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Congrats on Bobby and thanks for the picture....but we of course what MORE!!!!! That is only a teaser after reading about your search!!!!! He looks to be a doll, oh and details...we never get enough!!!!!
 

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Discussion Starter · #19 ·
Magpie, I'm SO in love! I'm doing all I can to make sure my senior Maltese is not feeling too put out. But everything Bobby does is beyond cute. He hops around as Havs do, and he's -- OMG, he's just SO CUTE!! The CUTEST face, the CUTEST personality... he never woke me once last night even though it was his first night away from his family. It's like he's never looked back. He's completely fearless and people-friendly. I almost wish I had small children because he was raised in a home with a young boy, and he really perked up around some kids last night at Petco. He is a lover boy, and hitting your lap is like a triptophan coma. He immediately collapses and zonks. I'm so in love, and he even has my mean ol' husband (lol) making baby talk gibberish. That should tell you something. :)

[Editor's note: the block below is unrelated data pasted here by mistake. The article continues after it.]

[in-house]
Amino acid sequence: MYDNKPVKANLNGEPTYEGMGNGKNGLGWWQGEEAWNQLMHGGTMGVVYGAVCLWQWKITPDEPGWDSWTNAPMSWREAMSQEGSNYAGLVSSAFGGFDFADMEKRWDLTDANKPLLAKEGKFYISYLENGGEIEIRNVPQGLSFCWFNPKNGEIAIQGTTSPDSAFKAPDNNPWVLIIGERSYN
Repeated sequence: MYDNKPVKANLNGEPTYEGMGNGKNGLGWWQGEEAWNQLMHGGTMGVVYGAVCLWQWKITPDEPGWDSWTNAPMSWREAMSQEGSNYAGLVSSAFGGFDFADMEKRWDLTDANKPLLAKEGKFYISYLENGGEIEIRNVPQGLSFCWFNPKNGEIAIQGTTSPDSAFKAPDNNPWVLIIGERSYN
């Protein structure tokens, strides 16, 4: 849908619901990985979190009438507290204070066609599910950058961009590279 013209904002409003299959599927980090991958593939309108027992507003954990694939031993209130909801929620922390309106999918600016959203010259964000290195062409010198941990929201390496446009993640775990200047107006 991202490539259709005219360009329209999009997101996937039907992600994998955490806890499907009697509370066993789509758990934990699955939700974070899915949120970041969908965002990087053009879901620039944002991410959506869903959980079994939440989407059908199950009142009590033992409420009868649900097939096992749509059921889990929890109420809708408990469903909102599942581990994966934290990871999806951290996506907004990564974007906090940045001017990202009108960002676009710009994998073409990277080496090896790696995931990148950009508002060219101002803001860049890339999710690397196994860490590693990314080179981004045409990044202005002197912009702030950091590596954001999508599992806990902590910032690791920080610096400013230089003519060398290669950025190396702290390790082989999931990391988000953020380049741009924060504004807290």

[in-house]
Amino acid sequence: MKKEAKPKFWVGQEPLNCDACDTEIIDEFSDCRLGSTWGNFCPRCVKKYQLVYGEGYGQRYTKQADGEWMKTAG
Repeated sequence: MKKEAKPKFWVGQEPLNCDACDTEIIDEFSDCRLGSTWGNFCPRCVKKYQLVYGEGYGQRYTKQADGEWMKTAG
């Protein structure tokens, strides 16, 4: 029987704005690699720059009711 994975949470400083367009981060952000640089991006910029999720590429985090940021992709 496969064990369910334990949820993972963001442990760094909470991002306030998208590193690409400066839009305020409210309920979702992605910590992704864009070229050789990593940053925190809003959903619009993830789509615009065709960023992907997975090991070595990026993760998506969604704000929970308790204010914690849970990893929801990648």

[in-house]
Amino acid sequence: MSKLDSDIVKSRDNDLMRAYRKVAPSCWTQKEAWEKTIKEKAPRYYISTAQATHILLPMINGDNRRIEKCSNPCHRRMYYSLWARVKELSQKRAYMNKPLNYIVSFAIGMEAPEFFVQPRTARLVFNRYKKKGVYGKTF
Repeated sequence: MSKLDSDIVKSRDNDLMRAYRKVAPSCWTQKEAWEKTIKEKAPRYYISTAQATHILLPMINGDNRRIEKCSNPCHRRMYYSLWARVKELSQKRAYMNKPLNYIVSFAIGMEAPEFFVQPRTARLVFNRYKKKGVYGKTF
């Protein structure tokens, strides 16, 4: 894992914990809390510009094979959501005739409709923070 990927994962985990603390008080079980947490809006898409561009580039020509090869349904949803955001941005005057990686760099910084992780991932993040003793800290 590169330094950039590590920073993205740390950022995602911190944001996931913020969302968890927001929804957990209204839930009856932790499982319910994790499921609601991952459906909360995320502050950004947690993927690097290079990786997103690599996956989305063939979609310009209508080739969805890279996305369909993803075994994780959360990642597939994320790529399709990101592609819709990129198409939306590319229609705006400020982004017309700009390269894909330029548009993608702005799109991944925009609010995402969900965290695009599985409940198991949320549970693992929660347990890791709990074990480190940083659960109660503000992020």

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Discussion Starter · #20 ·
Thumper, I've read good and bad about Havs and housebreaking. Of course, the same is often said of Maltese, and the ones we had growing up weren't a problem, though Casey (my Maltese) was a tad bit of a problem at first because he was 16 months and not trained in ANYthing when I got him via rescue. But having another dog in the house, I believe, helped him to learn. That's another reason we chose to get Bobby early -- so Casey can help train him.